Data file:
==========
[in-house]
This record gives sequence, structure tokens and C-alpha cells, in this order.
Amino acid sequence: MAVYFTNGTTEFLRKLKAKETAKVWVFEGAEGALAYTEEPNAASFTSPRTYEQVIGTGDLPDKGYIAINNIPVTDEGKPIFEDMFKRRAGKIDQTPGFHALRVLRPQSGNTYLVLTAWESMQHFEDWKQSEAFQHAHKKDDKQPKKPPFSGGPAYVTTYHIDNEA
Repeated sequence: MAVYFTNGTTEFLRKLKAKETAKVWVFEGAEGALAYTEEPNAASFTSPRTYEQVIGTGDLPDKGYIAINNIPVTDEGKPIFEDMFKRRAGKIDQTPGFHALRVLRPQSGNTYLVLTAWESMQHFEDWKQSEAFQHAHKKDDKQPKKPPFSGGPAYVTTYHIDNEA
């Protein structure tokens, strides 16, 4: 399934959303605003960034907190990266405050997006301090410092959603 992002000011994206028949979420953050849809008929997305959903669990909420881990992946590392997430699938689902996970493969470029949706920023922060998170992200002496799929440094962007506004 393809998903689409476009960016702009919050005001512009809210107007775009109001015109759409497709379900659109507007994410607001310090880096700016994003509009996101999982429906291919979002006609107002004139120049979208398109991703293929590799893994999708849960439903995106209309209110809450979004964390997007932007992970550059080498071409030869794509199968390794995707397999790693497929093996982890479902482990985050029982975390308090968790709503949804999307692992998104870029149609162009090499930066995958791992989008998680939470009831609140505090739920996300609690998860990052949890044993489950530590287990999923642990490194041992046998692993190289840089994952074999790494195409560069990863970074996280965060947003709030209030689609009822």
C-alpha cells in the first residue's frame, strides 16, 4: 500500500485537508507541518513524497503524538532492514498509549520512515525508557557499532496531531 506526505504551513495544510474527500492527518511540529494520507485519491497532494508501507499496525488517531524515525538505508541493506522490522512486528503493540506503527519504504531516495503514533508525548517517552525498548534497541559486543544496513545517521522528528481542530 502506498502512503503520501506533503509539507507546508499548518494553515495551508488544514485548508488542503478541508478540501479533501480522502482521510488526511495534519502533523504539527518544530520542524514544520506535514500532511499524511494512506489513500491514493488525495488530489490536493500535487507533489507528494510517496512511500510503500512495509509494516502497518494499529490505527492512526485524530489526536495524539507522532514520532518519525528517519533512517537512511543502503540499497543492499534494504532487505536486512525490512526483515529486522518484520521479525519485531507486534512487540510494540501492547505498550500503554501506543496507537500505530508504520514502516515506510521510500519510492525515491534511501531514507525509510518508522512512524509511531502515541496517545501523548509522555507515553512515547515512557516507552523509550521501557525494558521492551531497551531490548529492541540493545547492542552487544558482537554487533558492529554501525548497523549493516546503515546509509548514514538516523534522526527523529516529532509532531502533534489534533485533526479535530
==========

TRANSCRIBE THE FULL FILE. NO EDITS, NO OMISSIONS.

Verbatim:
[in-house]
This record gives sequence, structure tokens and C-alpha cells, in this order.
Amino acid sequence: MAVYFTNGTTEFLRKLKAKETAKVWVFEGAEGALAYTEEPNAASFTSPRTYEQVIGTGDLPDKGYIAINNIPVTDEGKPIFEDMFKRRAGKIDQTPGFHALRVLRPQSGNTYLVLTAWESMQHFEDWKQSEAFQHAHKKDDKQPKKPPFSGGPAYVTTYHIDNEA
Repeated sequence: MAVYFTNGTTEFLRKLKAKETAKVWVFEGAEGALAYTEEPNAASFTSPRTYEQVIGTGDLPDKGYIAINNIPVTDEGKPIFEDMFKRRAGKIDQTPGFHALRVLRPQSGNTYLVLTAWESMQHFEDWKQSEAFQHAHKKDDKQPKKPPFSGGPAYVTTYHIDNEA
């Protein structure tokens, strides 16, 4: 399934959303605003960034907190990266405050997006301090410092959603 992002000011994206028949979420953050849809008929997305959903669990909420881990992946590392997430699938689902996970493969470029949706920023922060998170992200002496799929440094962007506004 393809998903689409476009960016702009919050005001512009809210107007775009109001015109759409497709379900659109507007994410607001310090880096700016994003509009996101999982429906291919979002006609107002004139120049979208398109991703293929590799893994999708849960439903995106209309209110809450979004964390997007932007992970550059080498071409030869794509199968390794995707397999790693497929093996982890479902482990985050029982975390308090968790709503949804999307692992998104870029149609162009090499930066995958791992989008998680939470009831609140505090739920996300609690998860990052949890044993489950530590287990999923642990490194041992046998692993190289840089994952074999790494195409560069990863970074996280965060947003709030209030689609009822």
C-alpha cells in the first residue's frame, strides 16, 4: 500500500485537508507541518513524497503524538532492514498509549520512515525508557557499532496531531 506526505504551513495544510474527500492527518511540529494520507485519491497532494508501507499496525488517531524515525538505508541493506522490522512486528503493540506503527519504504531516495503514533508525548517517552525498548534497541559486543544496513545517521522528528481542530 502506498502512503503520501506533503509539507507546508499548518494553515495551508488544514485548508488542503478541508478540501479533501480522502482521510488526511495534519502533523504539527518544530520542524514544520506535514500532511499524511494512506489513500491514493488525495488530489490536493500535487507533489507528494510517496512511500510503500512495509509494516502497518494499529490505527492512526485524530489526536495524539507522532514520532518519525528517519533512517537512511543502503540499497543492499534494504532487505536486512525490512526483515529486522518484520521479525519485531507486534512487540510494540501492547505498550500503554501506543496507537500505530508504520514502516515506510521510500519510492525515491534511501531514507525509510518508522512512524509511531502515541496517545501523548509522555507515553512515547515512557516507552523509550521501557525494558521492551531497551531490548529492541540493545547492542552487544558482537554487533558492529554501525548497523549493516546503515546509509548514514538516523534522526527523529516529532509532531502533534489534533485533526479535530